To Claim One’s Soul: “The Sheriff’s Children” and the Struggle for Freedom
The interest for this paper resides in the antagonism between forging a new sense of freedom for black Southerners and preserving the white South and after the Civil War, as evidenced in Charles Chesn..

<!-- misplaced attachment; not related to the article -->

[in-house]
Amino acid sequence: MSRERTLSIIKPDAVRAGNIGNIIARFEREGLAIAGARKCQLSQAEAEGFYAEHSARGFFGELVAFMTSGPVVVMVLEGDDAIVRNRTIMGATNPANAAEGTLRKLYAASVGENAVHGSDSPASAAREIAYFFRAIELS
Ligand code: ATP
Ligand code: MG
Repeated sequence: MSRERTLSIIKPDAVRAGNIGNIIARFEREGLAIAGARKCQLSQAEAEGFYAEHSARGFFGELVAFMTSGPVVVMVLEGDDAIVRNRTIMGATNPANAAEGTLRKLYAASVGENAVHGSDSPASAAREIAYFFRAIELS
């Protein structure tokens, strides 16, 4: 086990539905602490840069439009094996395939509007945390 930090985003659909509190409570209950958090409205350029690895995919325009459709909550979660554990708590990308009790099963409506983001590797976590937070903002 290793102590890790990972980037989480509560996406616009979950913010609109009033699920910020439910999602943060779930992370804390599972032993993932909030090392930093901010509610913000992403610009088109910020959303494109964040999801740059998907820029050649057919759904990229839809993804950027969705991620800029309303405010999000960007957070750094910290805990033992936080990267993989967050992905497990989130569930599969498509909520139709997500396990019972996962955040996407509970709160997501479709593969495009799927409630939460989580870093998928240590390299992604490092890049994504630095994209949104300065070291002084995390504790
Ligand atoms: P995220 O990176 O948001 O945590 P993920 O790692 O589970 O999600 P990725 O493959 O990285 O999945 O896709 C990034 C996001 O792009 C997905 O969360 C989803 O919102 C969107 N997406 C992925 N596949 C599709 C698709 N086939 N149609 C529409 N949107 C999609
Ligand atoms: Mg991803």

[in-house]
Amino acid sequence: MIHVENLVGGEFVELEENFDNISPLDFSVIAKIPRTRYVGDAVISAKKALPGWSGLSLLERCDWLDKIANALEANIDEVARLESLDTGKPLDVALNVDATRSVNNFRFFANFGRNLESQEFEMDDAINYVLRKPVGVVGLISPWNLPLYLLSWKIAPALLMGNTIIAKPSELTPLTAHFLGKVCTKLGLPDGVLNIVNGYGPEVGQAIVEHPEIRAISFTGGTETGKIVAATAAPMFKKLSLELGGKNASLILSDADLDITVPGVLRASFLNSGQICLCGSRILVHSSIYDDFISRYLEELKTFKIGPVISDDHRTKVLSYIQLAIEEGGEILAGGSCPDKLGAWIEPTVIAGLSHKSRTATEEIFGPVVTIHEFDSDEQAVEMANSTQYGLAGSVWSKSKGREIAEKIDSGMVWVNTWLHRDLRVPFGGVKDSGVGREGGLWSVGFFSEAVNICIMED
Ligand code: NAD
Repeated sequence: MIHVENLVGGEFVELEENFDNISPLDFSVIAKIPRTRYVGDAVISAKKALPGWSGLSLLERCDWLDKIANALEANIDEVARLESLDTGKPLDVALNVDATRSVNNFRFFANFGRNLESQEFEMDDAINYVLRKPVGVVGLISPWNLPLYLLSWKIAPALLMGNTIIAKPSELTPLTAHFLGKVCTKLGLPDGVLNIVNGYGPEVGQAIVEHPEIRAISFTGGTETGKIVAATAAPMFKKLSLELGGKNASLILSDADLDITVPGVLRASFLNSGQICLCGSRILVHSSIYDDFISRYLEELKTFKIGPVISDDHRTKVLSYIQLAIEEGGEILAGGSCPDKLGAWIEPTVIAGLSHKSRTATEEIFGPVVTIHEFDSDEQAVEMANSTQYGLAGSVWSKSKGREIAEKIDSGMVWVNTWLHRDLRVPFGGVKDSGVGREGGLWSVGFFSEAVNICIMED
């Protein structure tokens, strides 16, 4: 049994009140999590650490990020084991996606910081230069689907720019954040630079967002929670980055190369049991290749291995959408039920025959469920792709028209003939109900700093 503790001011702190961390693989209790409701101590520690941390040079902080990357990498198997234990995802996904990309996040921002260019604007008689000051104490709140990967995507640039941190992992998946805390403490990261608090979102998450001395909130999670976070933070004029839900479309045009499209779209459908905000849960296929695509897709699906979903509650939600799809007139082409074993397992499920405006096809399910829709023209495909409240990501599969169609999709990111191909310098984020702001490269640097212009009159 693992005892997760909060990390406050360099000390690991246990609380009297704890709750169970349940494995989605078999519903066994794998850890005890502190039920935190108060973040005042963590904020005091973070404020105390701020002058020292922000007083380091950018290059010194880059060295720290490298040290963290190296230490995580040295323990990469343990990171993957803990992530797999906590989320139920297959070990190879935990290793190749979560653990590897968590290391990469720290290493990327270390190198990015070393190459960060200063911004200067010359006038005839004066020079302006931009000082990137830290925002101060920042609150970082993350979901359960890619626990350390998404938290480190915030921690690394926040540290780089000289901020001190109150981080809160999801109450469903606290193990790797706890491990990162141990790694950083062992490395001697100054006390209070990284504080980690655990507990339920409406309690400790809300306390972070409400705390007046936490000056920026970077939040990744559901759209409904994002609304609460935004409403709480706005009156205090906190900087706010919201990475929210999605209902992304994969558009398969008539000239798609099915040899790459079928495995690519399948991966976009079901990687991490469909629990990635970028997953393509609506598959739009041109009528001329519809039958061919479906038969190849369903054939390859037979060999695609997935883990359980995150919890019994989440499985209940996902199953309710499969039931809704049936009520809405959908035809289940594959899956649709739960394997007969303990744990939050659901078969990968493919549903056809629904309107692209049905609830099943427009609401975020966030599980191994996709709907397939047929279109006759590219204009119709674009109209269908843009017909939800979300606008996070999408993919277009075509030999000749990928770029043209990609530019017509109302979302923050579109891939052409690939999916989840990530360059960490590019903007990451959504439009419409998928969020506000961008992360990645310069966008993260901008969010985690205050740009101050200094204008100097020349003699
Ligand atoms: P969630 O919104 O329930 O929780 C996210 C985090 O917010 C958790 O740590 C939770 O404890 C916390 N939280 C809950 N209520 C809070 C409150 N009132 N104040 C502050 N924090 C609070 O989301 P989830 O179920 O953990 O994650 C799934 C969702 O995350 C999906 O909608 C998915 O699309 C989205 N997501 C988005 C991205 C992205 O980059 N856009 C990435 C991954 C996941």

The interest for this paper resides in the antagonism between forging a new sense of freedom for black Southerners and preserving the white South and after the Civil War, as evidenced in Charles Chesnutt’s 1898 short story, “The Sheriff’s Children.” The paper addresses the distinctive views of the same concept, “freedom,” among white and black people post-Civil War. The matter of freedom is complicated by the fact that the man in charge of determining such freedom, the Sheriff, is morally and professionally conflicted about what exactly constitutes such a freedom. The family dynamics presented in the short story serve as Charles Chesnutt’s critique of the farce of freedom for black people. My project is structured to first examine the struggle of African-Americans post-Civil War as documented by Frederick Douglass, whose words are then juxtaposed with the writings of conservative Southerner E. W. Gilliam and then applied to the character of Tom. I then return to the words of E. W. Gilliam and Daniel Chamberlain as I discuss the fears of white Southerners. Finally, I speak about the similarities between the conflicted sheriff and the opinions of many leaders of the Reconstruction Era.